Students celebrate Filipino American History Month, discuss heritage and culture


Photo by Kayla Baltazar

From left to right: Senior Erica Montegrande, president; Junior Ryan Bugaring, member; Junior Jaxson Wasseluk, secretary; give Asian Culture Club a presentation on Filipino American History Month, as well as the history and culture of the Philippines.

Kayla Baltazar, News-Features/Opinion Editor

  The start of October not only marks the start of fall, but the beginning of Filipino American History Month (FAHM). Recognized by President Joe Biden, many across the United States are celebrating the month to recognize the “innumerable contributions and rich heritage of Filipino Americans across our nation”

  Here at Mundelein, many Filipino students are excited to see the month unfold. Junior Stephanie Aquino notes that FAHM is an important time for Filipinos to be represented. 

  “Growing up, I wasn’t really surrounded by many Filipinos, because I went to a mainly dominant white school. It feels nice to be represented in a way, even though it’s not really well known,” Aquino said. “It’s still nice to know there’s a month to celebrate my heritage.”

  Asian Culture Club President, Senior Erica Montegrande, made sure to highlight FAHM at an Asian Culture Club meeting, and teach the other members about it. In their presentation, Filipino members discuss the history of the Philippines and the importance of their culture.

  “I think it’s really important to understand our struggles,” Montegrande said. “Like, the things we had to go through to get where we are today.”

  Not only is the history of The Philippines important, but so is describing and explaining Filipino culture. Andrea DeLara, senior, along with Aquino and Montegrande all explain how important food is in Filipino culture; how it helps build community and how they share it with their non-filipino friends.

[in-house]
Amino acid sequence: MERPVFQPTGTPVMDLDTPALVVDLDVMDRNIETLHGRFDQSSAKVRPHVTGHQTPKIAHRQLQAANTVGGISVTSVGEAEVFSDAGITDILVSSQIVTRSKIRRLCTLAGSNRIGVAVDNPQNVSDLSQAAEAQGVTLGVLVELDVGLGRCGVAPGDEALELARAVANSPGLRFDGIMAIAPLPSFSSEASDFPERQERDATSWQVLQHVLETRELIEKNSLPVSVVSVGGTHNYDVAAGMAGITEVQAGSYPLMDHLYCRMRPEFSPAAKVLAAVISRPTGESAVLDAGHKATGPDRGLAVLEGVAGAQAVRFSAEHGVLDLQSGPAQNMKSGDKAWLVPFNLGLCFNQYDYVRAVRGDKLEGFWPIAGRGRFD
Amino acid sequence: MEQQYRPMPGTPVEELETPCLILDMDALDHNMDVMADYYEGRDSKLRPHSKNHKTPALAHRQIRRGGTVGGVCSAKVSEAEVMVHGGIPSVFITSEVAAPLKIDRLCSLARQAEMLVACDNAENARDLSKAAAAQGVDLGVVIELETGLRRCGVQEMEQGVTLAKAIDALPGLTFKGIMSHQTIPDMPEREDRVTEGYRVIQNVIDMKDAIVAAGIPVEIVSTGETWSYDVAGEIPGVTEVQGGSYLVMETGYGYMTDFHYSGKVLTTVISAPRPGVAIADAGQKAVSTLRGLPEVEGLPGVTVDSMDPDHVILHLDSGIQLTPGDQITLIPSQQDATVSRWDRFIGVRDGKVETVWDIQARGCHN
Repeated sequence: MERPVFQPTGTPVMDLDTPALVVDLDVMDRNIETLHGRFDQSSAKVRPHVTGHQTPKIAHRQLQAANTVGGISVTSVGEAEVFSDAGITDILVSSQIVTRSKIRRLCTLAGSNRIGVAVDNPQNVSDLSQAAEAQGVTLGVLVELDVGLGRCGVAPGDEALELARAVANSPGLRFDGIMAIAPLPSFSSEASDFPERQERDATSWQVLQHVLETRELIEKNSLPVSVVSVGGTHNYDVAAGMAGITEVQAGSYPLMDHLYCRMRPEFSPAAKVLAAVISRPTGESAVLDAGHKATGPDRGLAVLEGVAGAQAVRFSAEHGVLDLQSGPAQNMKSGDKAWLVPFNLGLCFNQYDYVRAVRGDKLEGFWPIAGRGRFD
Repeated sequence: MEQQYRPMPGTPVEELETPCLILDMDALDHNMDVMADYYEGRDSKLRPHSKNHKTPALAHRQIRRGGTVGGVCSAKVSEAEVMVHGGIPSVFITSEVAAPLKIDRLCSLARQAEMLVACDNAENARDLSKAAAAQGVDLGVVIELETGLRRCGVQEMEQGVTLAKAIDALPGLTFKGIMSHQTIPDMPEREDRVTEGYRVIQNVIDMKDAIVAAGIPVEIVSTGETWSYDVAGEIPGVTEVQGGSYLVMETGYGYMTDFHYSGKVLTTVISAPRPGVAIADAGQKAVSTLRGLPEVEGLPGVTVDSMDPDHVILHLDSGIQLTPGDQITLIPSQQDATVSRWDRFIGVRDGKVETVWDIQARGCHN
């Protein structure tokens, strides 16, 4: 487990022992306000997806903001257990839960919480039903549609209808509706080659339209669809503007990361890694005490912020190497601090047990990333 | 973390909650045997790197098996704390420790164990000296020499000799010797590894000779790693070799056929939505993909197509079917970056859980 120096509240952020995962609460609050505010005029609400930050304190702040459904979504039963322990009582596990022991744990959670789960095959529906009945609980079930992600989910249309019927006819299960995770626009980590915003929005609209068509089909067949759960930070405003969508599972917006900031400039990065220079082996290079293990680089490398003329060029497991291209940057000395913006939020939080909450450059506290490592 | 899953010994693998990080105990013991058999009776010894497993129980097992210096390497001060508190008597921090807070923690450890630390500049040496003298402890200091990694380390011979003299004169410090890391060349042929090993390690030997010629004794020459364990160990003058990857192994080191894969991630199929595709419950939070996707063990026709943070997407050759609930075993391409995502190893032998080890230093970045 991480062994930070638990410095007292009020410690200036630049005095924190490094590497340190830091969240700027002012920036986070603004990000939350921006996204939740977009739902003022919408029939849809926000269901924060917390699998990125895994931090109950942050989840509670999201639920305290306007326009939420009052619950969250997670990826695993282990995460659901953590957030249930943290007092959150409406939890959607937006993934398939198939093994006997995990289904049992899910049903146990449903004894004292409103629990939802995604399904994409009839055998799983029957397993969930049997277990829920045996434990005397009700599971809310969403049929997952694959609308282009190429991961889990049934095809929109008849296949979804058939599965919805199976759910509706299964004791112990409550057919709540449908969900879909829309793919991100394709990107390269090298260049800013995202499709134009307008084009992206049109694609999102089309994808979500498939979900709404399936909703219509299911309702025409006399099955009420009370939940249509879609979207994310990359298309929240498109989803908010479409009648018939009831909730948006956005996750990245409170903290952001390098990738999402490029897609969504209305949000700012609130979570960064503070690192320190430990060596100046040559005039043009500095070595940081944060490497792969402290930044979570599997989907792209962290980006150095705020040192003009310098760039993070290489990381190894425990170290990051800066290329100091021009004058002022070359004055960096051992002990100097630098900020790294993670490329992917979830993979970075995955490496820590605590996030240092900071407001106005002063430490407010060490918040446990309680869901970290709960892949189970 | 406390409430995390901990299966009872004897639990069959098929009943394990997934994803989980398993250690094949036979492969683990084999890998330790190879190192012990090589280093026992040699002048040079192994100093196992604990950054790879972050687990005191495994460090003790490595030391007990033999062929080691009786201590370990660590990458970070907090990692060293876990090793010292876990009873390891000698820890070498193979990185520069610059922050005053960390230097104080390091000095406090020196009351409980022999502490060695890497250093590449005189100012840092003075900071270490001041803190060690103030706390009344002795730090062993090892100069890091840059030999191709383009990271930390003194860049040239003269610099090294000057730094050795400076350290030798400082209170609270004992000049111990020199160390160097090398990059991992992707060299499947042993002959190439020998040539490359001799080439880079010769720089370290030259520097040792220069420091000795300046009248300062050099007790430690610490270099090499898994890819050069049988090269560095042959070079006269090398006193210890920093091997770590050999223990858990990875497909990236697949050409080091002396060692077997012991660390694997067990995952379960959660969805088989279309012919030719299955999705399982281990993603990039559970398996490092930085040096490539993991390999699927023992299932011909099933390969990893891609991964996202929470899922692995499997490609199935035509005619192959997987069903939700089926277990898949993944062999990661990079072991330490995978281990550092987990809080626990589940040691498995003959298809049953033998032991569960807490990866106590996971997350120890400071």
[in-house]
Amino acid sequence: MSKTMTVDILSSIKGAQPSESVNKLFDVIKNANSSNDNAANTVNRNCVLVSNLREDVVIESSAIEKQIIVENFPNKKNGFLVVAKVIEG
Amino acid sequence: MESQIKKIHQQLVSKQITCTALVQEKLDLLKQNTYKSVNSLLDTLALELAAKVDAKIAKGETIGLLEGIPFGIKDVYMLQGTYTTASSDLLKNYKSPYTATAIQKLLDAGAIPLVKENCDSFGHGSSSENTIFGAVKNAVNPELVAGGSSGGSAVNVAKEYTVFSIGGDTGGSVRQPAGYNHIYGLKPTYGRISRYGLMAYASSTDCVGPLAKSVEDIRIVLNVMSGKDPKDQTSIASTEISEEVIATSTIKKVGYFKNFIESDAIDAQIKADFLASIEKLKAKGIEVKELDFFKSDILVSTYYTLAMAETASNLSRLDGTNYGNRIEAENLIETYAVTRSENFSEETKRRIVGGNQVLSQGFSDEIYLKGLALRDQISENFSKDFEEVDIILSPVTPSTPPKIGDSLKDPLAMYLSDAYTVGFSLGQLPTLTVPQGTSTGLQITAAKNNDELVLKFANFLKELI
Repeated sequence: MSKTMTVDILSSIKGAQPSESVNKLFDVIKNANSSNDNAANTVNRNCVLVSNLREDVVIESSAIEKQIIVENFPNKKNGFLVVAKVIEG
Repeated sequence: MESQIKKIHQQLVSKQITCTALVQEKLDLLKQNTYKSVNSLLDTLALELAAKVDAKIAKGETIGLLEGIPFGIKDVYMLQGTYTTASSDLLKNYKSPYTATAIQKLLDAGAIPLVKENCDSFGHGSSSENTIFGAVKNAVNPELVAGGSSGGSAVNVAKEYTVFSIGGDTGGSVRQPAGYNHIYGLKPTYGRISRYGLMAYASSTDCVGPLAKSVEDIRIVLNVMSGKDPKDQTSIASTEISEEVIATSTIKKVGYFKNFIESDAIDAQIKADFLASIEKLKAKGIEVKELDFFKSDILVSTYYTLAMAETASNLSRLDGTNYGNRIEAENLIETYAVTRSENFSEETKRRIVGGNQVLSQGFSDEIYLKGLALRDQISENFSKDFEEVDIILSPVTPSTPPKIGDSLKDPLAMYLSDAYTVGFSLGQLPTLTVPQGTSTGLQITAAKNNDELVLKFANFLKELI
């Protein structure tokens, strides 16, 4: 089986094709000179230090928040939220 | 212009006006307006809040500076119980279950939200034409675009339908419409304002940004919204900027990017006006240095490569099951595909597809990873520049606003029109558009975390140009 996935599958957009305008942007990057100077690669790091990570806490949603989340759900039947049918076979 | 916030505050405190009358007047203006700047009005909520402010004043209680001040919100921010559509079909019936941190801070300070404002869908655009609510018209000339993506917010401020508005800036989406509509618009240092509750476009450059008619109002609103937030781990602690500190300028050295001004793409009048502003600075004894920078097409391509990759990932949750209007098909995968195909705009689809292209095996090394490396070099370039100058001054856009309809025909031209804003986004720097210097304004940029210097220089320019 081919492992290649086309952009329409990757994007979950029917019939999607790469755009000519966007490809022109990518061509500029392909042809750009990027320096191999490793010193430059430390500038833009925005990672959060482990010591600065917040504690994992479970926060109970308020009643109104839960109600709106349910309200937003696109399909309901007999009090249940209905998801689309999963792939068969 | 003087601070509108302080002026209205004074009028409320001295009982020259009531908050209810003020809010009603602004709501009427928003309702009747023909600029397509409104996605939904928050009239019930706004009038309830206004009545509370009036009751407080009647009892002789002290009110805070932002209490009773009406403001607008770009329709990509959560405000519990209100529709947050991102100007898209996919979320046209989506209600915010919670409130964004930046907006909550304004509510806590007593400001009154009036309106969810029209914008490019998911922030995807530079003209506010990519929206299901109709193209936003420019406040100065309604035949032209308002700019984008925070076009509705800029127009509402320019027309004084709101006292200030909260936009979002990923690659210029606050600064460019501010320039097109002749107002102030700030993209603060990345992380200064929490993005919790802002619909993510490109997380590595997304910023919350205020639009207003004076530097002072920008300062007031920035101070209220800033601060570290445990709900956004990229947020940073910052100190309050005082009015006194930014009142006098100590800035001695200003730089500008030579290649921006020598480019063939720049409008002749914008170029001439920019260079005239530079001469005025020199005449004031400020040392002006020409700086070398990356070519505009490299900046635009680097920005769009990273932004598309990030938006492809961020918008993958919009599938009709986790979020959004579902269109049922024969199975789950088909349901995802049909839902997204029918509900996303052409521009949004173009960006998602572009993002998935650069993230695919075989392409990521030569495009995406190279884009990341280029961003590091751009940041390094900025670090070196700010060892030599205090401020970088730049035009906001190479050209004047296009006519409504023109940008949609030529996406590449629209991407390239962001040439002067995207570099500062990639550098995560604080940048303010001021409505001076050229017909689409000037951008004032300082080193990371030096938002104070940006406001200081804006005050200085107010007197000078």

“A lot of FIlipino culture is the food,” says DeLara. 

  “Culturally– eat our food,” Montegrande said. “I feel like food for us brings so much, it’s so important to us. Eating together with the family, eating with our hands, sharing food, fighting over food. I feel like food really represents community for us, and brings us together.”

  “Culturally, food obviously. I feel like whenever I think of culture, I always think of food,” Aquino remarked. “I make a lot of food with my mom. I like actually sharing that food with my friends, because my friends are very adventurous when it comes to food so I just give them food like ‘try it, you might like it.’”

  For DeLara, the month is truly the time to showcase your pride in being Filipino. She says that seeing other Filipinos can help “make people more confident” 

  “I’m so proud of being Filipino and I love it, and I wouldn’t trade it for anything, but, I think that a lot of people are not proud of their culture,” DeLara said. “ I feel like when you see people who are prideful and not afraid of who they are and expressing their ethnicities, it’s like: ‘wow, that person is really cool and I want to be like them, not ashamed of being Filipino and being different.’”

  Not only does showing pride in being Filipino help others feel more confident as well, but it also helps bring people together and form tighter communities.

  DeLara said, “[In] the cultural fair last year, I was able to get a whole group of Filipinos– and we’re all so different. But we all just bonded over the fact that we were Filipino, and that made everything so much easier and you were able to create a ton of conversations just over that fact. We just bonded over our similar experiences.”

  For anyone who isn’t Filipino, never be afraid to ask questions about the history or culture of The Philippines. 

  “I grew up in a mainly white school, and I felt like I had this unsaid responsibility to let everyone know that there are other ethnicities other than being European,” said Aquino. “If anyone has questions I always answer, because I like talking about my culture and my identity.”

  The most important part of this month for all was the aspect of celebrating how proud they were of being Filipino American. 

  “I think we should be proud of who we are,” Montegrande said. “Sure, you could celebrate it any other day, but I feel like this month marks something different.”